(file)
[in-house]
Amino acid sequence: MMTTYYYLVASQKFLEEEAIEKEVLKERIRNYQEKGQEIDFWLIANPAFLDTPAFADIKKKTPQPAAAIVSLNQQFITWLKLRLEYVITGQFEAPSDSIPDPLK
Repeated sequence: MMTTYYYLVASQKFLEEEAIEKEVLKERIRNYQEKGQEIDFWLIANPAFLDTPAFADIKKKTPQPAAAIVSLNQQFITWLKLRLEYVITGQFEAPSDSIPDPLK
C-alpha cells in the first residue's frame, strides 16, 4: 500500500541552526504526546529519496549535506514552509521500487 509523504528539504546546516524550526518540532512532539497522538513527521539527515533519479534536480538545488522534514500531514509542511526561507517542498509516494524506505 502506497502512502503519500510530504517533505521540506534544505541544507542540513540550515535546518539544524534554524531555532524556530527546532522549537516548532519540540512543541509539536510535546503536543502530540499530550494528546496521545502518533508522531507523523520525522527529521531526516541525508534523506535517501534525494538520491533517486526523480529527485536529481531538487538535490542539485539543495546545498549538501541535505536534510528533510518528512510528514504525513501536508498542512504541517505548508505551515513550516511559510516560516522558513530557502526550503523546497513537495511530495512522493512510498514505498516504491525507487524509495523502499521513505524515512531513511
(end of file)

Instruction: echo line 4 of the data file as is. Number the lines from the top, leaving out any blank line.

C-alpha cells in the first residue's frame, strides 16, 4: 500500500541552526504526546529519496549535506514552509521500487 509523504528539504546546516524550526518540532512532539497522538513527521539527515533519479534536480538545488522534514500531514509542511526561507517542498509516494524506505 502506497502512502503519500510530504517533505521540506534544505541544507542540513540550515535546518539544524534554524531555532524556530527546532522549537516548532519540540512543541509539536510535546503536543502530540499530550494528546496521545502518533508522531507523523520525522527529521531526516541525508534523506535517501534525494538520491533517486526523480529527485536529481531538487538535490542539485539543495546545498549538501541535505536534510528533510518528512510528514504525513501536508498542512504541517505548508505551515513550516511559510516560516522558513530557502526550503523546497513537495511530495512522493512510498514505498516504491525507487524509495523502499521513505524515512531513511